But What If Trump Loses

Republican U.S. presidential candidate Donald Trump arrives to introduce Indiana Governor Mike Pence as his vice presidential
Republican U.S. presidential candidate Donald Trump arrives to introduce Indiana Governor Mike Pence as his vice presidential running mate in New York City, U.S., July 16, 2016. REUTERS/Carlo Allegri

Many Americans watched last week's Republican convention with horror and trepidation. Rudy Giuliani's quadrennial temper tantrum was even more animated than during previous conventions. Ben Carson gave a speech that married his own bizarre brand of evangelical Christianity with reasoning that one might expect on a child's playground to imply that Hillary Clinton was a worshipper of Lucifer. The candidate himself painted a frightening, if based in fantasy, picture of an America under siege by roving bands of cop-killing criminals and Isis operatives. Perhaps most disturbingly of all, the Quicken Loans Arena echoed with calls to lock Hillary Clinton up and, even more appallingly, some supporters of the Republican candidate have suggested executing her for treason. This was not Ronald Reagan's morning in America, George W. Bush's compassionate conservatism or even Mitt Romney's "We built it." Rather, this was a convention that presented a level of vitriol, hatred, intolerance and division that we have not seen in a long time.

It was very difficult to watch that convention and conclude that in the likely event of a Clinton victory in November, the people in that arena and the millions of Americans they represent, will accept defeat easily. Americans have always been proud of our ability to accept political defeat and move to fight another day. There is, however, real reason to think that will not happen this time if Clinton wins. The people in that room do not see the coming election as a hard fought campaign between two loyal Americans, but as a battle between a crooked, dishonest, criminal who should not be allowed to live freely, let alone serve as President of the United States, and a heroic figure who is the only person able to save the country. This is a dynamic that threatens the very core of our democracy.

Simply put, people who call for their opponents to be arrested or killed, while imbuing their own candidate with messianic powers, do not accept political defeat easily. Moreover, the alleged more mature voices within the Republican Party who have stood by and said nothing while this all occurred are clearly unwilling or unable to moderate what could charitably be described as the angry, unhinged mob formerly known as the Republican base.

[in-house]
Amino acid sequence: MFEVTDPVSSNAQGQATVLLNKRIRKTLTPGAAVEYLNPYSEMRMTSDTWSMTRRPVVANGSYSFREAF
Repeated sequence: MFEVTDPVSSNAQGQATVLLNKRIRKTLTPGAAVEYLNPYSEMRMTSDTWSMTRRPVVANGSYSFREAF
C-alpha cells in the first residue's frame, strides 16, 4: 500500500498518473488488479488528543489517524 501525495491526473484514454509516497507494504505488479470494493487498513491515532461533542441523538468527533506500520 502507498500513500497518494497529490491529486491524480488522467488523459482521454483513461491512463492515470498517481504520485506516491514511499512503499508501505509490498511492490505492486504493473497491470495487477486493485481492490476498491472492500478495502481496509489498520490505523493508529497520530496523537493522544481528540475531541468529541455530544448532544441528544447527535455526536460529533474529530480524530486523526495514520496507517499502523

It has been evident for many months now, and was made more apparent last week in Cleveland, that a Trump presidency would damage the already weak social fabric of American democracy. His enthusiasm for divisive and hateful rhetoric, tenuous understanding of key principles of American democracy such as, for example, the First Amendment, and deep-seeded megalomania are all reason that a Trump presidency would threaten our democracy and what is left of our national cohesion. However, it is now increasingly likely that a Trump defeat, even by a resounding margin, would not be met with acceptance from Trump and his supporters.

The possibility that Trump would encourage his supporters not to accept this defeat, perhaps by claiming that the vote was rigged or that undocumented workers voted in droves in key southwestern states, must be gravely considered at this point. This conclusion is not simply the product of progressive paranoia, but it is a reaction to what we have seen and heard from Trump and his supporters for the last year, but even more so during the last week.

Speculating about what a candidate might do if he loses is a strange exercise, and one that should have no place in a consolidated and stable democracy, if flawed, democracy like ours. However, it is something that based on the behavior of Trump and his supporters, must be considered. Throughout this long campaign we have seen Trump encourage and even advocate violent behavior, stand by while his Democratic opponent is accused of treason and murder, and evince little understanding of democratic processes or mores. The question of what this man will do if, as is still likely, he loses on November 8th, cannot be ignored given this context.

Trump, should he be defeated, could easily eschew the traditional gracious concession, mobilize his supporters to demonstrate their dissatisfaction with the outcome and their disbelief in his Democratic vanquisher's victory. Ultimately, however, it would be very difficult for him to stop Clinton from becoming President. Trump controls no security forces, has little institutional support and has few concrete resources other than his Twitter account, but he clearly has the enthusiastic support of enough people to create problems in the immediate aftermath of his possible defeat. Those people could easily protest for a few weeks and continue a lower level campaign of failing to recognize Clinton's presidency for years.

It should also be remembered that Trump a man with a loyal following of angry citizens with an extraordinarily exaggerated sense of their own victimhood and suffering, and that he has the temperament of an acutely narcissistic middle school student. He also has built a presidential campaign heavily around overreacting, often viciously and with prejudice towards almost all, to every real, or more frequently, imagined, insult or slight he has experienced. This is not the temperament of somebody who will accept an electoral defeat move on and urge his followers to do the same. In a very real way, while seeing this man elected President of the United States should, and does, strike fear in the hearts of millions, even his defeat could create enduring problems for American democracy.